Rights to Nature vs Rights of Nature

During the World Parks Congress, I was fortunate enough to both present in and help organize a session on Green Justice. The session was meant to provide a forum for discourse about environmental justice issues, and we organized it around the idea of rights to nature. The session had a nice balance between theoretical policy interventions and more grounded local actions, both designed to bring about a more environmentally just world.

Leading environmental lawyers and academics presented information about how some countries have created laws explicitly stating their citizens right to a clean and healthy environment. I tried to balance that high-level discussion by presenting a tangible way that a more equitable and healthy world can be created, and my FES classmate Dana Baker added to the down-to-earth…

20 New and Powerful Conservation Tools

The IUCN World Parks Congress (WPC) is a landmark global forum on protected areas. This year, in Sydney, Australia, from Nov 12 – Nov 19, the Congress convened with a goal of sharing knowledge and innovation, setting the agenda for protected area conservation for the next decade. One category in particular received unanimous agreement for its role in conservation: Technology.

Through the seven days of WPC presentations and showcases, we, two tech-geeks and enthusiastic delegates, explored innovative technologies relevant to the conservation sector. We made a list of the top 20 new and powerful conservation tools that we believe will benefit this sector, now and in the future.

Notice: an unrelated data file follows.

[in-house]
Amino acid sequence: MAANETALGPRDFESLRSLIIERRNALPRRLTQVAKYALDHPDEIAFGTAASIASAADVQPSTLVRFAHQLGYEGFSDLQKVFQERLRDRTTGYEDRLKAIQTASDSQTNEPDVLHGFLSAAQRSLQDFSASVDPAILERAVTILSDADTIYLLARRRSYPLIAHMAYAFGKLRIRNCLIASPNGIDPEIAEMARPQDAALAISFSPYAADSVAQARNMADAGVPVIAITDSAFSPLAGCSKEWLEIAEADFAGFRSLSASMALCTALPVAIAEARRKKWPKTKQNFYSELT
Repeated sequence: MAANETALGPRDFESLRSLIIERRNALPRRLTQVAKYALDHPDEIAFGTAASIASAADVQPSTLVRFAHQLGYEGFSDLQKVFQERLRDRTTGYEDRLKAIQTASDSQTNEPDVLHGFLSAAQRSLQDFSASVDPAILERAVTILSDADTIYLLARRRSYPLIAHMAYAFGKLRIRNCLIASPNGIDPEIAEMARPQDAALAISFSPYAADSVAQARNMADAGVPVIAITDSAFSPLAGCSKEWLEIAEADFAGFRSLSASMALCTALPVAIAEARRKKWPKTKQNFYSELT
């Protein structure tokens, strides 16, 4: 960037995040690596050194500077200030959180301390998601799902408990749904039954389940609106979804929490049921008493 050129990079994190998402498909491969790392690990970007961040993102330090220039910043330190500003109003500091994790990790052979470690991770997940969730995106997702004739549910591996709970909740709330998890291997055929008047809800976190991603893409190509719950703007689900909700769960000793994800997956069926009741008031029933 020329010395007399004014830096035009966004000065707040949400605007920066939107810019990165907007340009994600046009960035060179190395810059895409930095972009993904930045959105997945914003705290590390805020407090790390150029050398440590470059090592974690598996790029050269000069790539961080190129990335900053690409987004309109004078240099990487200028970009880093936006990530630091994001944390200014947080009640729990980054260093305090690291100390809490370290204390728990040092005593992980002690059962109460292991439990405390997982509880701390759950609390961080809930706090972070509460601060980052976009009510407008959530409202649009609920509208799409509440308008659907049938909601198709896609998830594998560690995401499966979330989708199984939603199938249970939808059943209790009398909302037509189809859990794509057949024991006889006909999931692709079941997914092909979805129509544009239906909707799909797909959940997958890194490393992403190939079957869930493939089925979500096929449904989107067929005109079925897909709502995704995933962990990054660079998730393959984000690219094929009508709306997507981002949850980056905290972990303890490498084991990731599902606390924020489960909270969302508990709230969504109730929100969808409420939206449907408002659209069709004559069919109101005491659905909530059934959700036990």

Source: Biodiversity A-Z

Source: Biodiversity A-Z

Yale President Peter Salovey, left, and F&ES Dean Peter Crane, far right, present The Aldo Leopold Prize to Teresa Heinz on Nov. 10.

On Monday evening, as the Yale School of Forestry & Environmental Studies presented philanthropist Teresa Heinz with its highest honor, The Aldo Leopold Award, School leaders ticked off some of Heinz’s many commitments to the environmental field over the years: her work as Chair of the Heinz Endowments, which supports social and environmental causes; her founding of the Alliance to End Childhood Lead Poisoning; the annual conferences she sponsors on women’s health and the environment; and her service as U.S. delegate during the Rio Earth Summit.

But beyond the projects, conferences, and board work, there are also the stories of individuals who have been personally affected by her generosity. “She has fostered collaborations among scientists, trained future groundbreaking leaders, and provided much needed encouragement to those engaged in…

National Geographic: F&ES Grad Discusses China's Role in the Ivory Trade

Before graduating from F&ES last month, Gao Yufang M.E.Sc. ’14 focused his studies on the global ivory trade, with an emphasis on the complex role of his native China.

Gao — who will return to China this month, along with two African conservationists, to explore the country’s ivory markets — recently spoke with National Geographic about the complexities of the ivory market and the role of young people in curbing the slaughter of Africa’s elephants.

He also talks about why he decided to focus on this issue in the first place.
When I came to Yale in September 2012, everyone was talking about ivory trade. As a Chinese in the U.S. who understood how the conservation community in China works, I was seeing a great gap in…